*Students may earn credit for the Asano Humanities & Health Certificate by attending this event.

Tuesday, January 14, 6-7:30 p.m.

Connelly Auditorium and Conrady Lobby, Hamilton Building

Learning from failure is important, but how do we deal with it on the journey towards growth? Join us as we hear from individuals from Jefferson share how they process failure and put things in perspective. Gain tools to develop a growth mindset and make a pledge to learn from errors, rather than hiding mistakes, beating yourself up, or fearing inevitable challenges. Be encouraged and supported to know you are not alone, and there is support along the way.

Presented by: Jefferson Humanities and Health, Sidney Kimmel Medical College Graduate Medical Education, SKMC Wellness Thread and the Student Personal Counseling Center.

*This is a dual-credit event. Students may earn credit for the Asano Humanities & Health Certificate and for Leadership LIVE by attending this event. 

Tuesday, January 21, 7 p.m., Philadelphia Film Center Black Box Theater, 1412 Chestnut Street

Free and open to the public. Learn more and get tickets HERE

DocNights is a year-long collaboration between Jefferson, Philadelphia Film Society and William Way LGBT Community Center that showcases four documentaries about  diverse issues that members of the LGBTQ+ community experience every day. A Q&A and discussion with filmmakers or documentary subjects will follow each screening.

WE EXIST: BEYOND THE BINARY 

ANDREW SEGER | USA | 2018 | 55 MIN | NR

WE EXIST: BEYOND THE BINARY is one of the first films to document the growing community of people living life beyond the gender binary, offering a first-hand account of what it is like to exist as other than strictly male or female. Non-binary individuals, activists, and doctors all weigh in on subjects ranging from gender binary/social constructs, pronouns, access, and safety. The film also tells the riveting and deeply personal story of Lauren Lubin: a person in their mid-20s who identifies as gender neutral. Lauren shares the emotional, physical, and mental changes and obstacles they face in order to be their authentic self. While their story is unique, it also echoes the stories of so many other non-binary people around the world.

The film will be followed with a Skype Q&A with Lauren Lubin.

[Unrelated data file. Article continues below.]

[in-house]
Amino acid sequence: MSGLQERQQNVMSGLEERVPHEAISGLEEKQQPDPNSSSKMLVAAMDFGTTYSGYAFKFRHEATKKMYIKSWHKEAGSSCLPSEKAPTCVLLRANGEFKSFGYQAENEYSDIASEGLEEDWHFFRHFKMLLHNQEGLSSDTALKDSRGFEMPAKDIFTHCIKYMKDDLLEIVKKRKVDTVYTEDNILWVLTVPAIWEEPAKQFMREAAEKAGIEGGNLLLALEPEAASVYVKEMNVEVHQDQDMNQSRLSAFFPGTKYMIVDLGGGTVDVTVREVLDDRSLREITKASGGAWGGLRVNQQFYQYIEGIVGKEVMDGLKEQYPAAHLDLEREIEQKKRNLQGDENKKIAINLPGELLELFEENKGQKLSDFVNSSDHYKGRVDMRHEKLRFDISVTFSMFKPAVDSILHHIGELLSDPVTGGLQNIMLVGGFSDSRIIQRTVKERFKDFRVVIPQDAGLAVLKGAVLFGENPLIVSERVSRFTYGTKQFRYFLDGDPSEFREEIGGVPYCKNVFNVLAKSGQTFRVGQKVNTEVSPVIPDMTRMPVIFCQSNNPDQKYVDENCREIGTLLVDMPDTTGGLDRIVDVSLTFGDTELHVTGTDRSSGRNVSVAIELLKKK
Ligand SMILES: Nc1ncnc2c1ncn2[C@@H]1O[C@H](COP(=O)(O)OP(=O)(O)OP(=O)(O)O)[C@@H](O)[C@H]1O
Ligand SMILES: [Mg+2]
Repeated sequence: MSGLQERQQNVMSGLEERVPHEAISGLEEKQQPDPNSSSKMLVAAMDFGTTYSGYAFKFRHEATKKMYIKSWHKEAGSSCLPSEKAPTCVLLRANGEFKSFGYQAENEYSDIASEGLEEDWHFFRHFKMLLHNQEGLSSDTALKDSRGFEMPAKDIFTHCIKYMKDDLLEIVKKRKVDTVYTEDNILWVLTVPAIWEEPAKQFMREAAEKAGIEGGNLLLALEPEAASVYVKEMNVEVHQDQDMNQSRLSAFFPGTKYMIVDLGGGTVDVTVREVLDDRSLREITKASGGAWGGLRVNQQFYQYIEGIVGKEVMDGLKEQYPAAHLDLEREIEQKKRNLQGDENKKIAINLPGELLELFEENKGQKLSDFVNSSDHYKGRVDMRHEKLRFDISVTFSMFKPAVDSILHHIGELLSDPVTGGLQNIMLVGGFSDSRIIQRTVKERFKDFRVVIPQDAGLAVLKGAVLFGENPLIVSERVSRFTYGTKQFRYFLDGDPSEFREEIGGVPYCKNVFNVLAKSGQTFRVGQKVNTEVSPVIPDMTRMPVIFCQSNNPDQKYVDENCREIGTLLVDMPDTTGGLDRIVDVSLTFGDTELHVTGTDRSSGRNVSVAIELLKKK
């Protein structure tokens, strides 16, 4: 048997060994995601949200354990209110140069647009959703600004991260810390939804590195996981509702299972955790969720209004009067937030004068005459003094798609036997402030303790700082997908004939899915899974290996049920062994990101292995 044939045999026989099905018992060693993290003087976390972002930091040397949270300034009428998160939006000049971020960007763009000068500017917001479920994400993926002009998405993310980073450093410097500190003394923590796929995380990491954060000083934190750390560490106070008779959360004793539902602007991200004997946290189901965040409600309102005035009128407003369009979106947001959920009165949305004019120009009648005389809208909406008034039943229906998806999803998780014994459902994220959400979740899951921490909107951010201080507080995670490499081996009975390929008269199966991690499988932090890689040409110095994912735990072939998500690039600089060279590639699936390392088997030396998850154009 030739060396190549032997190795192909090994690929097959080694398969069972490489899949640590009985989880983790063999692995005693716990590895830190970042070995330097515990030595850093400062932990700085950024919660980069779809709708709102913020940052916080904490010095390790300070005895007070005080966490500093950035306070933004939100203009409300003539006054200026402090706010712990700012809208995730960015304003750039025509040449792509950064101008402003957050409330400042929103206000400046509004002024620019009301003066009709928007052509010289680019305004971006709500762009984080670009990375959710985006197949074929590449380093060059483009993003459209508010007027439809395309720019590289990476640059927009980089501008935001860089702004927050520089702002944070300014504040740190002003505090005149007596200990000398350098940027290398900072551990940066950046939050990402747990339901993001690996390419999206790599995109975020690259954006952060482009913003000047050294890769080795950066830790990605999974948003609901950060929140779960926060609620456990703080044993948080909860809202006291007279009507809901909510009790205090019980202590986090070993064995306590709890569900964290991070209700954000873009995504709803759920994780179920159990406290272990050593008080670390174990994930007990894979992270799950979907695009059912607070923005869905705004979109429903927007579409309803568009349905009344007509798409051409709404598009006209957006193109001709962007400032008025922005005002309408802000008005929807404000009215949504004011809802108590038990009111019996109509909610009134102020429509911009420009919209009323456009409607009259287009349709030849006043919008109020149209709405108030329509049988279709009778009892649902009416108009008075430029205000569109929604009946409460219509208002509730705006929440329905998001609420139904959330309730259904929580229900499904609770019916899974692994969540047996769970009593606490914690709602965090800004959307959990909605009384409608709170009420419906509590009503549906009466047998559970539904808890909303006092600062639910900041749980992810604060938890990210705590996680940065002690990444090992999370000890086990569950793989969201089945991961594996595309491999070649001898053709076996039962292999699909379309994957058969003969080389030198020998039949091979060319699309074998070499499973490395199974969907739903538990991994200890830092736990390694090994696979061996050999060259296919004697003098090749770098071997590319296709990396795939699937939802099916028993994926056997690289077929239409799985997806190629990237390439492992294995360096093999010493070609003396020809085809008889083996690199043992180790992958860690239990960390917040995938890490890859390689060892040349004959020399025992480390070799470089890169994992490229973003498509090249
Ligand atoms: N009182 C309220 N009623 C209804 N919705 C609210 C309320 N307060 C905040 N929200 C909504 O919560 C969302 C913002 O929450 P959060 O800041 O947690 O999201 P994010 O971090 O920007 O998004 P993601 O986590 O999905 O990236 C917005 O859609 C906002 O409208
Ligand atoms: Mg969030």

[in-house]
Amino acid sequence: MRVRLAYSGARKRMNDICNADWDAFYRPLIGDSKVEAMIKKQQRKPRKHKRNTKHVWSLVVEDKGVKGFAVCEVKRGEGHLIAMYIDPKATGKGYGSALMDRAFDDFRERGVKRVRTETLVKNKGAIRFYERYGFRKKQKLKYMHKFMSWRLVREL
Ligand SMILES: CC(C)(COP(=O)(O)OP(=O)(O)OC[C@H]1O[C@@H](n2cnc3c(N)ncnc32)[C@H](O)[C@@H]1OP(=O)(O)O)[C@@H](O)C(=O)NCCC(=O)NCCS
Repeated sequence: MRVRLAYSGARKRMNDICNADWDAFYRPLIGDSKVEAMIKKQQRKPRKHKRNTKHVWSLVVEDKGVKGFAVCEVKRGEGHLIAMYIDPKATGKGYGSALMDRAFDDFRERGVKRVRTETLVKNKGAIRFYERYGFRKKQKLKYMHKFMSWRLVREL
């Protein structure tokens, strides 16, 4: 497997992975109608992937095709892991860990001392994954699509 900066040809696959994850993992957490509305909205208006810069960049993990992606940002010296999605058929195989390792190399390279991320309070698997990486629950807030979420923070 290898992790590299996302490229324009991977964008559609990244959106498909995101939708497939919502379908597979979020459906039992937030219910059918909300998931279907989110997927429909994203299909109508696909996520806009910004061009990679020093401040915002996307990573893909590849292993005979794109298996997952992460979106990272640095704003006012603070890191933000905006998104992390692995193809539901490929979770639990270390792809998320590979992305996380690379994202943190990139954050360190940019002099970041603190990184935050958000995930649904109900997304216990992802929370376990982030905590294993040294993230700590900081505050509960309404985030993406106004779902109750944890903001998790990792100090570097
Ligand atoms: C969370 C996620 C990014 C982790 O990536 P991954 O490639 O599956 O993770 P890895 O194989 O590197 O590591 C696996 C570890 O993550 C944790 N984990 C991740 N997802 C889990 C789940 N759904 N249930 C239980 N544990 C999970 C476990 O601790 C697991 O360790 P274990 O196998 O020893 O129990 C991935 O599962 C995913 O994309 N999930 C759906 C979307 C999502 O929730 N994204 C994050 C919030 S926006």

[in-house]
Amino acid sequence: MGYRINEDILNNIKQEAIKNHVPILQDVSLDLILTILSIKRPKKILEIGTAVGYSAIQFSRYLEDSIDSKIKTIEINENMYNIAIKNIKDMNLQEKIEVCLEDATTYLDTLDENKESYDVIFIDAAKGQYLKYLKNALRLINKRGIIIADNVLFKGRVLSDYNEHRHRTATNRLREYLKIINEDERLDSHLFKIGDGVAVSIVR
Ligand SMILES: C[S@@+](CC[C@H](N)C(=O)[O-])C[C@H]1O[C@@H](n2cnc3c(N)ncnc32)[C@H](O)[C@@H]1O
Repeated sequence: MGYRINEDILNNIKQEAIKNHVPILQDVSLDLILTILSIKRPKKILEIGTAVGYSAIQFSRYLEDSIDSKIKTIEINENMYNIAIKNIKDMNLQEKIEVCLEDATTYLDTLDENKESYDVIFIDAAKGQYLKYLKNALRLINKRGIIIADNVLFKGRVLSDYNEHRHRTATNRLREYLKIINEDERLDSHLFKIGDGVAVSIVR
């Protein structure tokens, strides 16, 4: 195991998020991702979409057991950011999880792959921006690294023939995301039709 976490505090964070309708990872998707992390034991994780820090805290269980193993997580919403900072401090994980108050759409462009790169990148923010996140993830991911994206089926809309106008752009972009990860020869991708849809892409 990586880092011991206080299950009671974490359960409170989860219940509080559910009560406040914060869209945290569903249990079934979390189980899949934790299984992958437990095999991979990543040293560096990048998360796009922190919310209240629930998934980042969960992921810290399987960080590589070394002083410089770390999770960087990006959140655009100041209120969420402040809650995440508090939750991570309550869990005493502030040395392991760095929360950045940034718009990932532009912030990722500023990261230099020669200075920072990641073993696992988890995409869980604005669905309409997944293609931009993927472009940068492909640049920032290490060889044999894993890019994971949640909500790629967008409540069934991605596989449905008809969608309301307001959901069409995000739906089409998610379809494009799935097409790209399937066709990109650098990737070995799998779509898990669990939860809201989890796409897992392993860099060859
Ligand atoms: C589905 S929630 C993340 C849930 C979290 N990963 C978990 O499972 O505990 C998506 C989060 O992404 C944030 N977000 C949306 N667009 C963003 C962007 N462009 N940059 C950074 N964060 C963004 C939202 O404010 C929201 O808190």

About the Guest:

Lauren Lubin's work shatters antiquated constructs that define gender as either male or female. Their project has started an international “WE EXIST” movement, inspiring those who exist outside the gender binary to stand up for their recognition. Lauren is a former Division I athlete who has been featured in Good Morning America, Time, BBC World Sports, Vice and countless others. Both an avid runner and activist, Lauren made headlines with their “WE RUN” campaign—which advocates for equal space and recognition for nonbinary athletes. Lauren also founded Andro Runners: NYC’s first nonbinary-specific running group.

Co-sponsored by Jefferson Humanities & Health and the Office of Diversity and Inclusion Initiatives, Sidney Kimmel Medical College.

*Students may earn credit for the Asano Humanities & Health Certificate by attending this event. If you would like to receive Asano Certificate credit for attending this event, please e-mail David Meinhart (david.meinhart@jefferson.edu) to confirm your attendance.

Friday, January 24, 3-9 p.m.

Registration opens soon.

Open to the public. Dinner provided.

The JEFFx Global Health Conference is an interdisciplinary event where students across health professions, faculty, and guests interested in global health can explore the field beyond the classroom setting: through a keynote address, faculty-led interactive workshops, and by getting to know other members of the Jefferson community involved in global health. The theme of the 2019 conference will be Planetary Health; attendees of the conference can expect to learn about how the environment, climate change, and healthcare intersect. 

*Students may earn credit for the Asano Humanities & Health Certificate by attending this event.

Monday, January 27, 12-1 p.m., Location TBD

Open to all Jefferson students, faculty and staff. Lunch provided. 

The Health Humanities Reading Group gathers weekly to think critically about health as it is understood through various disciplinary perspectives, social contexts and value systems. This ongoing program is open to students, faculty and staff, and offers an informal learning environment facilitated by participants. During 2019-2020, the reading group will explore topics related to Memory

Participants should read, and come prepared to discuss, the featured text for each session. Readings can be accessed via Blackboad upon joining the Jefferson Humanities & Health organization page. Learn More about the reading group and how to access readings.

January 27 Reading: TBD

*Students may earn credit for the Asano Humanities & Health Certificate by attending this event.


*Events marked with an asterisk can be counted toward the Asano Humanities & Health Certificate for Jefferson students. 

Please note: Events are added to the calendar as they are confirmed. Please check regularly for additional events. 

Review the list of past events ...


Did you know that Jefferson Humanities & Health has a monthly newsletter? Get all the updates about programs, events and features in your mailbox every month.